|By Piya Sinha-Roy1/2 |By Piya Sinha-Roy
|By Piya Sinha-Roy2/2 |By Piya Sinha-Roy
By Piya Sinha-Roy
TORONTO (Reuters) - Nate Parker, the star and director of slavery historical drama "The Birth of a Nation," avoided a question on Sunday about whether he should have apologized to his accuser in a 17-year-old rape case, saying he did not want to "hijack" attention from the film at the Toronto International Film Festival.
"This is a forum for the film, this is a forum for the other people that are sitting on this stage. It's not mine, I don't own it, it's not on me," said Parker, who was joined by the cast of his film at a news conference at the festival.
"I definitely don't want to hijack this with my personal life. I do want to make sure that we are honoring this film."
It is the second time in two days that Parker has deflected questions about his 2001 trial and acquittal on rape charges that have dominated conversation around the film in recent weeks.
During a TV interview with Reuters on Saturday, Parker was asked about why he felt it was important to have addressed the rape case while discussing the film in interviews last month. His response took the conversation back to the film about slave preacher Nat Turner.
- PHOTOS: What's Brewing in Steamy Hallows, the Harry Potter-Inspired Cafe19 Pictures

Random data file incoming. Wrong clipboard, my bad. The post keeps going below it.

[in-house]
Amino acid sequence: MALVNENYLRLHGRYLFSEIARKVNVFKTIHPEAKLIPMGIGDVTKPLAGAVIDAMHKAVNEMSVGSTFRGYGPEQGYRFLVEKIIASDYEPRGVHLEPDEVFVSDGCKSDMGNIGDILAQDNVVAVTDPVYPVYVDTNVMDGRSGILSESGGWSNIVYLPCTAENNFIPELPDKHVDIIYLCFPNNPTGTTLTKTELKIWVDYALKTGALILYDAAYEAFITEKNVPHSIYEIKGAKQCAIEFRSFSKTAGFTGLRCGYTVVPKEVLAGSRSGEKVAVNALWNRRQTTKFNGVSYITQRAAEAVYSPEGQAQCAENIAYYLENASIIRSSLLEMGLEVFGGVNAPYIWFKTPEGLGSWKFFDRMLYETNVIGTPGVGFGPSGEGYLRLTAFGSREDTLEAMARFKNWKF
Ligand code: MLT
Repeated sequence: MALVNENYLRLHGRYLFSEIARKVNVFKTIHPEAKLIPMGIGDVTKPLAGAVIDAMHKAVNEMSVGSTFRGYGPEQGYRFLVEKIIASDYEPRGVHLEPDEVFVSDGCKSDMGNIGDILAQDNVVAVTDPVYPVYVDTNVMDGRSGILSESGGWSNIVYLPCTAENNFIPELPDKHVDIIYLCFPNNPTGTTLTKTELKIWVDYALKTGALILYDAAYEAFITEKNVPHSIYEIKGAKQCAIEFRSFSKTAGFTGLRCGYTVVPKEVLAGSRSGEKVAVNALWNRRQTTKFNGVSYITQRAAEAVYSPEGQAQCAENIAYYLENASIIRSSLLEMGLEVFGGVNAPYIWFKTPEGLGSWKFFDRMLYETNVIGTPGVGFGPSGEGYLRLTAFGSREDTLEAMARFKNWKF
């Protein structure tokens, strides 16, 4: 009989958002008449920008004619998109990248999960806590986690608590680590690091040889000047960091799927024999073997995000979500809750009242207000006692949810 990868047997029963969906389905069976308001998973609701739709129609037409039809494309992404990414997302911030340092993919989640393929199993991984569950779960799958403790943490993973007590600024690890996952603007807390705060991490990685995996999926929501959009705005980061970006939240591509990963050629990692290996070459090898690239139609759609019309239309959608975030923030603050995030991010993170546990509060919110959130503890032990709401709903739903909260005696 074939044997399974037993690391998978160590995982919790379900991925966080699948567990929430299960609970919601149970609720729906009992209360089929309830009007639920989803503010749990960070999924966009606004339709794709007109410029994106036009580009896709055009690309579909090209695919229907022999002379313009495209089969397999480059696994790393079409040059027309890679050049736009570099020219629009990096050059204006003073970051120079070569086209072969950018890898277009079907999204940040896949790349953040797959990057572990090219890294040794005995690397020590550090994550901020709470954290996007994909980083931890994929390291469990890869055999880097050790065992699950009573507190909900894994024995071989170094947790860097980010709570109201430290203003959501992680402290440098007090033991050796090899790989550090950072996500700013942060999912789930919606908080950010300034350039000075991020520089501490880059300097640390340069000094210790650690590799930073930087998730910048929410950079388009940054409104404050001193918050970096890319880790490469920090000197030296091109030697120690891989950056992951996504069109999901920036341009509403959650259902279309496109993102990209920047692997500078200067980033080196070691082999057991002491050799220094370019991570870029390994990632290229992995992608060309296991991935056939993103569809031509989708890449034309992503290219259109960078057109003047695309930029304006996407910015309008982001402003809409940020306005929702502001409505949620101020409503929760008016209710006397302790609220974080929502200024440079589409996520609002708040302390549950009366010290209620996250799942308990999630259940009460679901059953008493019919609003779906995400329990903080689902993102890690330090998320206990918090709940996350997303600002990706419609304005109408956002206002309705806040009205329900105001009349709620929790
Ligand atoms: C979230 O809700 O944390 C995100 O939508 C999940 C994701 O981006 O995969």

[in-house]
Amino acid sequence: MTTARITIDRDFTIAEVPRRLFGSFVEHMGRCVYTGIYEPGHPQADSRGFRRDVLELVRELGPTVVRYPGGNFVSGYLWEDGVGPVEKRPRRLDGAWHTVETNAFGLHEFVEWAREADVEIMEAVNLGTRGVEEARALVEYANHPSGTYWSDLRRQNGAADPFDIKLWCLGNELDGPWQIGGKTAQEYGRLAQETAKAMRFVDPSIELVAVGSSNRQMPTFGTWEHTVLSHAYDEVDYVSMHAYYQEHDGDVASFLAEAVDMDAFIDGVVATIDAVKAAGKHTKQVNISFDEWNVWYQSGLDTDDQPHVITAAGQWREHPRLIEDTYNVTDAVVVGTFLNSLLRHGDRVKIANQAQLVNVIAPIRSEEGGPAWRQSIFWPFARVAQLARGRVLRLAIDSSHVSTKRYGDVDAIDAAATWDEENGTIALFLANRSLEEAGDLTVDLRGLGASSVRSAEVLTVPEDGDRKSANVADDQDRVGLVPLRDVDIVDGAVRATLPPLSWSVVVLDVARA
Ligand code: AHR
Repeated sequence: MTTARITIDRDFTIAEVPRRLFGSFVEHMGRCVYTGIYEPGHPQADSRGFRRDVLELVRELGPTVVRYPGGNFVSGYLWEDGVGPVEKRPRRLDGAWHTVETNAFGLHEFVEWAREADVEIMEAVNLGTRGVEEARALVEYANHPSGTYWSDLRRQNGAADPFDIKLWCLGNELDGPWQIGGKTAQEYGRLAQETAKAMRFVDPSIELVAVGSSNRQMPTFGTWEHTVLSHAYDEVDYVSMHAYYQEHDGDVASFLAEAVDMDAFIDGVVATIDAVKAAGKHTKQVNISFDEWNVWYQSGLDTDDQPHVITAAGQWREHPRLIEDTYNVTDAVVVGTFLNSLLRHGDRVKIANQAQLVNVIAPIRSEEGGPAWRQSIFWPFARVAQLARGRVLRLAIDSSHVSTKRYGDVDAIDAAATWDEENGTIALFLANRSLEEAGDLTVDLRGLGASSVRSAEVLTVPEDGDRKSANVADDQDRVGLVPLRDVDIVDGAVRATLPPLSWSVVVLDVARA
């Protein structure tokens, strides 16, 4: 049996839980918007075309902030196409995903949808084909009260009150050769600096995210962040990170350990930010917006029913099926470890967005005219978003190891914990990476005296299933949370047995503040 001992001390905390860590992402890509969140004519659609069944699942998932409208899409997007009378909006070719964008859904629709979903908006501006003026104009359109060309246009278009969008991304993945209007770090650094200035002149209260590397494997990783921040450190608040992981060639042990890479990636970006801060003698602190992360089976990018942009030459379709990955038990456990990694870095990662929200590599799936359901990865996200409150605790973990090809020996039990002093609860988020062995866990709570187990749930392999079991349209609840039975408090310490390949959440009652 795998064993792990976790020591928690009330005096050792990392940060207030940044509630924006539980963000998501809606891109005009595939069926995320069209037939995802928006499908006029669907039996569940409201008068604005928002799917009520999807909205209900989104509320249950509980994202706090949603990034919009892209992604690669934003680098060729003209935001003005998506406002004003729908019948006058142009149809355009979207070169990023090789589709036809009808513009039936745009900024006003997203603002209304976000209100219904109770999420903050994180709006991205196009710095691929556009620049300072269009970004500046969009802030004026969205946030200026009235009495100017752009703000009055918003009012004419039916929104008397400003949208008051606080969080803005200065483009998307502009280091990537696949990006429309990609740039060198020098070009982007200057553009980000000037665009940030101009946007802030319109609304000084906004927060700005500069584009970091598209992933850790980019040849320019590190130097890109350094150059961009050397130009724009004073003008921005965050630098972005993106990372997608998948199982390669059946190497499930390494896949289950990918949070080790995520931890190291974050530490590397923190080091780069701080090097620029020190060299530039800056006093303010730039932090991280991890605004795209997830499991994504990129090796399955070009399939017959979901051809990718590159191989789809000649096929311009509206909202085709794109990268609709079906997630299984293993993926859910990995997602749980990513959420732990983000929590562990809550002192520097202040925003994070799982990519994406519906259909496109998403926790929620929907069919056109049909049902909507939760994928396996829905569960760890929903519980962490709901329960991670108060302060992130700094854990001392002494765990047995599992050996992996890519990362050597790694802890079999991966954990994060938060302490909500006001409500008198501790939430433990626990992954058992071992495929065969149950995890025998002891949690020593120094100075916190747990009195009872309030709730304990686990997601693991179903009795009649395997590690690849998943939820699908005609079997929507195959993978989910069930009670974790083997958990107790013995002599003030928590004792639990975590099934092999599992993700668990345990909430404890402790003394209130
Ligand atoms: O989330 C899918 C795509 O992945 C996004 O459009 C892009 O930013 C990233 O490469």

- PHOTOS: Frida Kahlo at the Brooklyn Museum doesn't hold back23 Pictures
"The Birth of a Nation," based on the true events of Turner leading a rebellion for slave liberation in Virginia in 1831, wowed audiences at the Sundance Film Festival in January and was seen as a strong 2017 Oscar contender.
But the controversy over the rape case has the potential to affect the film's marketing and jeopardize its awards season appeal.
Fox Searchlight, the studio that bought the film for a Sundance record of $17.5 million, is a savvy awards season campaigner with a few recent best picture Oscars to its name.
The film, out in U.S. theaters on Oct. 7, was screened in Toronto on Friday night at a red carpet premiere, where no video cameras were allowed and security was tight.
The event went off without problems and Parker received a standing ovation.
(Reporting by Piya Sinha-Roy; Editing by Bill Trott)